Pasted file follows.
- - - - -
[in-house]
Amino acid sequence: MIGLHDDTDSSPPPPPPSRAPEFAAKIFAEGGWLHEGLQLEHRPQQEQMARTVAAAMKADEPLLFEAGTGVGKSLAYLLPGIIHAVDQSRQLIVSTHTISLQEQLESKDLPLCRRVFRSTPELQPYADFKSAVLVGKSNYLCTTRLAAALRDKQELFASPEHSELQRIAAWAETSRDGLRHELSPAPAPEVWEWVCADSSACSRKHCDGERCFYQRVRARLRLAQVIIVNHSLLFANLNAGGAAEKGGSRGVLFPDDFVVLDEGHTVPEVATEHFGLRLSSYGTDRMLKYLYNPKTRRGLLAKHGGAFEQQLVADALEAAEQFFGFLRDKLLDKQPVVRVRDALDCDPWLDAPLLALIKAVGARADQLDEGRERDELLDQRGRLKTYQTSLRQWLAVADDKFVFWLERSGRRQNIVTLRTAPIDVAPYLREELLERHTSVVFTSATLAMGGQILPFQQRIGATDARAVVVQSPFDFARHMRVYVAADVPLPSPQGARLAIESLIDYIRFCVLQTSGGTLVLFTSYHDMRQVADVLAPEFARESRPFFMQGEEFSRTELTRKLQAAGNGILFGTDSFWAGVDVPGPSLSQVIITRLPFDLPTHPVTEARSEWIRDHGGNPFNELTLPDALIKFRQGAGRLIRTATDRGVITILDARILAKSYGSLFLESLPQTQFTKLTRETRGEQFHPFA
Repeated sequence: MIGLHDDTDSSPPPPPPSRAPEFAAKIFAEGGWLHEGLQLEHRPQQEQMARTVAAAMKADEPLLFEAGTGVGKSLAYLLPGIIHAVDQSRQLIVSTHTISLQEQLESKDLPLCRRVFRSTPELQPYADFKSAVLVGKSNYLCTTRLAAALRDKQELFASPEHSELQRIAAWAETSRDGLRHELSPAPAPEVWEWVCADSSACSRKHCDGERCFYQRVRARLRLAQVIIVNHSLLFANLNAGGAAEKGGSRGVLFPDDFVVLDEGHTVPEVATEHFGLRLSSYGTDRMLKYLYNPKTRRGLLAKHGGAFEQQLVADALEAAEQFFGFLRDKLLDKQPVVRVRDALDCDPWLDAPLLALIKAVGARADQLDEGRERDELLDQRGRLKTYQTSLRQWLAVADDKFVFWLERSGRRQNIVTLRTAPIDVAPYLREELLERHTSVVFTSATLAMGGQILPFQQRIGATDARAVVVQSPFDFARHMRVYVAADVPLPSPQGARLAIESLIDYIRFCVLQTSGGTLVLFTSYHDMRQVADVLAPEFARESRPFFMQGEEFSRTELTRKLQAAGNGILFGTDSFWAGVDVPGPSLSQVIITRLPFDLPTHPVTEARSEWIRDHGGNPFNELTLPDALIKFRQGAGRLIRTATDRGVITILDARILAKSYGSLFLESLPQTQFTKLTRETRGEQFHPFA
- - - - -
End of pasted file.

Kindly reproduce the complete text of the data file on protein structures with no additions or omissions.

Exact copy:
[in-house]
Amino acid sequence: MIGLHDDTDSSPPPPPPSRAPEFAAKIFAEGGWLHEGLQLEHRPQQEQMARTVAAAMKADEPLLFEAGTGVGKSLAYLLPGIIHAVDQSRQLIVSTHTISLQEQLESKDLPLCRRVFRSTPELQPYADFKSAVLVGKSNYLCTTRLAAALRDKQELFASPEHSELQRIAAWAETSRDGLRHELSPAPAPEVWEWVCADSSACSRKHCDGERCFYQRVRARLRLAQVIIVNHSLLFANLNAGGAAEKGGSRGVLFPDDFVVLDEGHTVPEVATEHFGLRLSSYGTDRMLKYLYNPKTRRGLLAKHGGAFEQQLVADALEAAEQFFGFLRDKLLDKQPVVRVRDALDCDPWLDAPLLALIKAVGARADQLDEGRERDELLDQRGRLKTYQTSLRQWLAVADDKFVFWLERSGRRQNIVTLRTAPIDVAPYLREELLERHTSVVFTSATLAMGGQILPFQQRIGATDARAVVVQSPFDFARHMRVYVAADVPLPSPQGARLAIESLIDYIRFCVLQTSGGTLVLFTSYHDMRQVADVLAPEFARESRPFFMQGEEFSRTELTRKLQAAGNGILFGTDSFWAGVDVPGPSLSQVIITRLPFDLPTHPVTEARSEWIRDHGGNPFNELTLPDALIKFRQGAGRLIRTATDRGVITILDARILAKSYGSLFLESLPQTQFTKLTRETRGEQFHPFA
Repeated sequence: MIGLHDDTDSSPPPPPPSRAPEFAAKIFAEGGWLHEGLQLEHRPQQEQMARTVAAAMKADEPLLFEAGTGVGKSLAYLLPGIIHAVDQSRQLIVSTHTISLQEQLESKDLPLCRRVFRSTPELQPYADFKSAVLVGKSNYLCTTRLAAALRDKQELFASPEHSELQRIAAWAETSRDGLRHELSPAPAPEVWEWVCADSSACSRKHCDGERCFYQRVRARLRLAQVIIVNHSLLFANLNAGGAAEKGGSRGVLFPDDFVVLDEGHTVPEVATEHFGLRLSSYGTDRMLKYLYNPKTRRGLLAKHGGAFEQQLVADALEAAEQFFGFLRDKLLDKQPVVRVRDALDCDPWLDAPLLALIKAVGARADQLDEGRERDELLDQRGRLKTYQTSLRQWLAVADDKFVFWLERSGRRQNIVTLRTAPIDVAPYLREELLERHTSVVFTSATLAMGGQILPFQQRIGATDARAVVVQSPFDFARHMRVYVAADVPLPSPQGARLAIESLIDYIRFCVLQTSGGTLVLFTSYHDMRQVADVLAPEFARESRPFFMQGEEFSRTELTRKLQAAGNGILFGTDSFWAGVDVPGPSLSQVIITRLPFDLPTHPVTEARSEWIRDHGGNPFNELTLPDALIKFRQGAGRLIRTATDRGVITILDARILAKSYGSLFLESLPQTQFTKLTRETRGEQFHPFA